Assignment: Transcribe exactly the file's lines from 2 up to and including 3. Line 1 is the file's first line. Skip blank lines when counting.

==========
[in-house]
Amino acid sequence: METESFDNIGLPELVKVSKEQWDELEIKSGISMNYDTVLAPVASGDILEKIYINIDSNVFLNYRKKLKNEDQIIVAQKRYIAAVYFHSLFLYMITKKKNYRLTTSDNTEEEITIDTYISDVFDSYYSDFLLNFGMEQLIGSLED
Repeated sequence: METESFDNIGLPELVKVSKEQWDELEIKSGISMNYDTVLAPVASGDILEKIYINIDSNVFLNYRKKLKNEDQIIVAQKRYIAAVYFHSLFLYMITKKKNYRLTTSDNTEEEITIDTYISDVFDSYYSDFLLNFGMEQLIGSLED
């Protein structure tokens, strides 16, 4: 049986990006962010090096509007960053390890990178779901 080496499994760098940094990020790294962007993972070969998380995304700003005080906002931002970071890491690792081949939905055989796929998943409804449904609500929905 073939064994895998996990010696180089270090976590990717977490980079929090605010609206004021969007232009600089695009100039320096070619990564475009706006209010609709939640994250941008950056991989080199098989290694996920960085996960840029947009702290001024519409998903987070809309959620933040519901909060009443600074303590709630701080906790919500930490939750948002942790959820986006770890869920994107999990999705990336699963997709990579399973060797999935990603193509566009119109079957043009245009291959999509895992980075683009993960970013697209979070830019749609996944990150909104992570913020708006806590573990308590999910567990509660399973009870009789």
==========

Amino acid sequence: METESFDNIGLPELVKVSKEQWDELEIKSGISMNYDTVLAPVASGDILEKIYINIDSNVFLNYRKKLKNEDQIIVAQKRYIAAVYFHSLFLYMITKKKNYRLTTSDNTEEEITIDTYISDVFDSYYSDFLLNFGMEQLIGSLED
Repeated sequence: METESFDNIGLPELVKVSKEQWDELEIKSGISMNYDTVLAPVASGDILEKIYINIDSNVFLNYRKKLKNEDQIIVAQKRYIAAVYFHSLFLYMITKKKNYRLTTSDNTEEEITIDTYISDVFDSYYSDFLLNFGMEQLIGSLED